Always stay in main areas and around other people, especially when traveling solo.

I was in Germany a while back and wanted to see some cute little gingerbread-like houses. The map I was following took me through a residential area, but then it got a little sketchier.

I wasn’t feeling safe and was going to turn around when I noticed a man behind me.

I’m a big believer in using your instincts and while he was just walking and looked normal, something didn’t feel right.

I crossed the street, went back the way I came, and picked up my pace. He stopped and then quietly turned and followed, staying on his side of the street.

After walking fast for two blocks, I was back in the residential neighborhood. There were people out so I integrated with them. The man turned and went down a different street.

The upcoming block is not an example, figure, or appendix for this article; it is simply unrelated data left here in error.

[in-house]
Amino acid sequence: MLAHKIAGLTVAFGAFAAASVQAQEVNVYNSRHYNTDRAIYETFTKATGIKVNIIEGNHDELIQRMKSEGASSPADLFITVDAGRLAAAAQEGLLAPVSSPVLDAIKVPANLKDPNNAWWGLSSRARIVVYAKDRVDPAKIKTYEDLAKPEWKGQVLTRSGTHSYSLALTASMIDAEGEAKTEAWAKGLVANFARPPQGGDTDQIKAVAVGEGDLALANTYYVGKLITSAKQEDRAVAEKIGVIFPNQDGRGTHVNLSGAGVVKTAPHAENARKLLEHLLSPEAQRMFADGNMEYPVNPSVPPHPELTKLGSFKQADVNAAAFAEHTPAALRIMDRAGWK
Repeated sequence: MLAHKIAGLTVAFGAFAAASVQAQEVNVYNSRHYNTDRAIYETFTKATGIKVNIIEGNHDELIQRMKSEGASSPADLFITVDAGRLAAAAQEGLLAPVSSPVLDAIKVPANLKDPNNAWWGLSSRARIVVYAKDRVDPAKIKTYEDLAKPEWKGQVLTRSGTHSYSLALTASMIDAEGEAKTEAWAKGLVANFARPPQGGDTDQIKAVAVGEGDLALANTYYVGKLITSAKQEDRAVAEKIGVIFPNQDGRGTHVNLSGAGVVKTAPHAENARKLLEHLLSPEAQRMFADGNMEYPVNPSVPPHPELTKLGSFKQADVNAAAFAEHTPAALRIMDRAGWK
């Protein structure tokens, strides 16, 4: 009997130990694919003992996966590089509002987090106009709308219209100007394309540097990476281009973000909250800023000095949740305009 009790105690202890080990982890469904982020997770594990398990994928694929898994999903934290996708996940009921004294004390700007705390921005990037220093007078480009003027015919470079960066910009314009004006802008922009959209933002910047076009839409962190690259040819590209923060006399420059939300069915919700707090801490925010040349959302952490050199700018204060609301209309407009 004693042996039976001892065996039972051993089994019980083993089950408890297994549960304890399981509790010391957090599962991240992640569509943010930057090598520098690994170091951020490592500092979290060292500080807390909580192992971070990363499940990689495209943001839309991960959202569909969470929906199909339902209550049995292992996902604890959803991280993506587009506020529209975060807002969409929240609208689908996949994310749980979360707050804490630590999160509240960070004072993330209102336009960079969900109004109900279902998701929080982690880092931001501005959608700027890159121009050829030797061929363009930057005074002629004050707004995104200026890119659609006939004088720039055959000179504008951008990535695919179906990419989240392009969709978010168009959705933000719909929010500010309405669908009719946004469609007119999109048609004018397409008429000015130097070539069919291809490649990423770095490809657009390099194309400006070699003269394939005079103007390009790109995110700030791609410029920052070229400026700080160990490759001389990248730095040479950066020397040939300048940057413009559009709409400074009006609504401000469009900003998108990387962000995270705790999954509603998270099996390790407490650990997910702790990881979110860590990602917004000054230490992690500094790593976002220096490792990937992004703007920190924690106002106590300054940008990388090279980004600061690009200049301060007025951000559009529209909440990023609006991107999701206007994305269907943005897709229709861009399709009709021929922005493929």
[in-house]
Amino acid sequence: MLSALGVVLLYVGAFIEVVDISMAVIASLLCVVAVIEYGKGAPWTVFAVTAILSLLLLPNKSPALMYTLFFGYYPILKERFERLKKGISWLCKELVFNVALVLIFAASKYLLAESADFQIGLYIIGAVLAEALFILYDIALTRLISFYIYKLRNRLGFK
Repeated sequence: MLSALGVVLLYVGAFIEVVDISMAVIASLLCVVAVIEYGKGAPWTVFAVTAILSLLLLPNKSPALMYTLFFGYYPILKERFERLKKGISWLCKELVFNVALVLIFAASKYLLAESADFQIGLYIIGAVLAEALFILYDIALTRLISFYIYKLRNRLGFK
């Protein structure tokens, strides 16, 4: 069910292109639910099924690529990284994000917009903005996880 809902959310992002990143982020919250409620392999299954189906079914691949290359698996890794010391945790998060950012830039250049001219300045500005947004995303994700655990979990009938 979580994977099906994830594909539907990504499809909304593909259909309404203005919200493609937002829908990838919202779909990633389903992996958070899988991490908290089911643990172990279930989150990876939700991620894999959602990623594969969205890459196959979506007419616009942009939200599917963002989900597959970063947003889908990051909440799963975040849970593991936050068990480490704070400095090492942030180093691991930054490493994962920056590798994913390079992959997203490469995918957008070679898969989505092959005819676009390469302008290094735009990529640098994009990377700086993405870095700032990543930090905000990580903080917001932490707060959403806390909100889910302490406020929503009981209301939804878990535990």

Was he just another lost tourist and thought he’d follow me? I don’t know. But I wasn’t comfortable and I still don’t regret turning back around. 

Even though I never did get to see the  gingerbread houses, somehow that just doesn’t matter.

Tip #7: Keep the address and phone number to the hotel on you

This comes in handy if you are lost. It’s one of those things you only need one percent of the time, but when you need it, you’re a bit desperate and it’s like a miracle in your bag.

A great example is when you can’t remember the name of the hotel or the taxi driver doesn’t know it but you can pull out the address and point.